Review: In the Margins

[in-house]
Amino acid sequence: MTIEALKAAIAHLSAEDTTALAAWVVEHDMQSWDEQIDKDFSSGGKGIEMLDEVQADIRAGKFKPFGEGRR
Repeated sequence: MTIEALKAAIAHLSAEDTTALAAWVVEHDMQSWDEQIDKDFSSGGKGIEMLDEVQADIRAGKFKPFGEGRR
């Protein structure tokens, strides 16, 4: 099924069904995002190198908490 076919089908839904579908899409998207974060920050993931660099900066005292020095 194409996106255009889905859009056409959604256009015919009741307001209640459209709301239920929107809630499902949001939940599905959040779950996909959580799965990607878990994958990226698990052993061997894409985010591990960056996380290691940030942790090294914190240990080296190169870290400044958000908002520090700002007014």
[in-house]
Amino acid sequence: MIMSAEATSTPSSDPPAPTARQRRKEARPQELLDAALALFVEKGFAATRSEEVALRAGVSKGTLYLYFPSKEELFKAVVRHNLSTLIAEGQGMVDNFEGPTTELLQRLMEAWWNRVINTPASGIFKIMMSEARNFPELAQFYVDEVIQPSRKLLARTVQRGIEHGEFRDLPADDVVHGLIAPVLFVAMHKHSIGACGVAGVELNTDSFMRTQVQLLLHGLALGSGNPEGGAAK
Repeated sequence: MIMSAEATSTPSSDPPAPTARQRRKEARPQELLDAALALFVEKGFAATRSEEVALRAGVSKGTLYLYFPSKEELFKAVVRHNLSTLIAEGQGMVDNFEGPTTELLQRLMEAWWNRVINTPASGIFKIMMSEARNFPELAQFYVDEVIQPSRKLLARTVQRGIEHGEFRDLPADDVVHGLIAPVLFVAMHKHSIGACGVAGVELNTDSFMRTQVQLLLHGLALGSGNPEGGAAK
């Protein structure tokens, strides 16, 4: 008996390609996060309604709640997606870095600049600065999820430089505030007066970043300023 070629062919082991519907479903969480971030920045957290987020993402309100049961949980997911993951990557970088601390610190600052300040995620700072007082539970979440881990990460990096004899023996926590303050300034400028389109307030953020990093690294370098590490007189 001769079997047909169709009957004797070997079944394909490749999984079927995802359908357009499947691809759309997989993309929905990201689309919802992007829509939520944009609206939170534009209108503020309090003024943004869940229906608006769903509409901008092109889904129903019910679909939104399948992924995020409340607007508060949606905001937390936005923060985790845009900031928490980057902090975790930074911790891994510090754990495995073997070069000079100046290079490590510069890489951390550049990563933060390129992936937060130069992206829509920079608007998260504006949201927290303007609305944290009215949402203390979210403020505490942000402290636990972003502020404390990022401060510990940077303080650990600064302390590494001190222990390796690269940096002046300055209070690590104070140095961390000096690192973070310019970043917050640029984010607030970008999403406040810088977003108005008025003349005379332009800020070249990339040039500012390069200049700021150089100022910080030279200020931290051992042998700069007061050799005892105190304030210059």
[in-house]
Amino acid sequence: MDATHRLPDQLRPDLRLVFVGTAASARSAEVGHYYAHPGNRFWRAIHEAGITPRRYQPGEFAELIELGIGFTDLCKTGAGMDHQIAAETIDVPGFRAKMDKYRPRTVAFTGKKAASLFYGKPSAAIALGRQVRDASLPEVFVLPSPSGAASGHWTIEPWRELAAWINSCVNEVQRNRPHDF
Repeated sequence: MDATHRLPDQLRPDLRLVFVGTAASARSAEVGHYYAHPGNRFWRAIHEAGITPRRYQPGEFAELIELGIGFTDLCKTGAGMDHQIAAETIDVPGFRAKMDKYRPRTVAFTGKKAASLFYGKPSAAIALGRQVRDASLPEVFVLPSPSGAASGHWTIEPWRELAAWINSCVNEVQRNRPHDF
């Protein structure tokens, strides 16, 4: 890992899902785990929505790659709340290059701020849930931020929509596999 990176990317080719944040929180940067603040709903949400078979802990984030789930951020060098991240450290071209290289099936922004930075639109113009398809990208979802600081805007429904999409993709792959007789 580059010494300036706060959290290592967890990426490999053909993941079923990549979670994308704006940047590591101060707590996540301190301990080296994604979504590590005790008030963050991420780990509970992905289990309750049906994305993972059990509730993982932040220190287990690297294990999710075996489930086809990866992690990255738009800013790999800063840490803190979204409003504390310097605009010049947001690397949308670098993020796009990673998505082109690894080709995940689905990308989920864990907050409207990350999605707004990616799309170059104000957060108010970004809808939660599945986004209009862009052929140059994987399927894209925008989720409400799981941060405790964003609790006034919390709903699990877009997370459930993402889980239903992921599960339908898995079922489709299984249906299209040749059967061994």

Having read a number of books both by and on the mysterious Elena Ferrante, I’m always intrigued when something new appears.  No fiction, alas, but we do get to hear from the reclusive writer on her own literary preferences, as well as being granted some glimpses into the work process.  In the Margins: On the Pleasures of Reading and Writing (translated by Ann Goldstein) is a collection of Ferrante’s essays on, reading and writing.  The first three, interestingly enough, were written for a series of public lectures at the University of Bologna (the Eco Lectures!), while the fourth is an added bonus, coming from a conference on Dante held in 2021.  The performance honours for the first three essays went to actress Manuela Mandracchia, while Tiziana de Rogatis delivered the Dante talk to the conference. Nevertheless, there’s still a lot to like about In the Margins.  It consists of four short essays written in a style recognisable to anyone who has tried Ferrante’s other non-fiction work.  While light and breezy in places, this belies a keen intellect and a vast knowledge of certain areas of literature, together making for an eminently readable and enjoyable set of texts. The first of the Eco Lectures, ‘Pain and Pen’, starts with childhood anecdotes, in which the writer reflects on school handwriting lessons: But I was easily distracted when I wrote, and while I almost always respected the margin on the left, I often ended up outside the one on the right, whether to finish the word or because I had reached a point where it was difficult to divide the word into syllables and start a new line without going outside the margin.  I was punished so often that the sense of the boundary became part of me, and when I write by hand I feel the threat of the vertical red line […]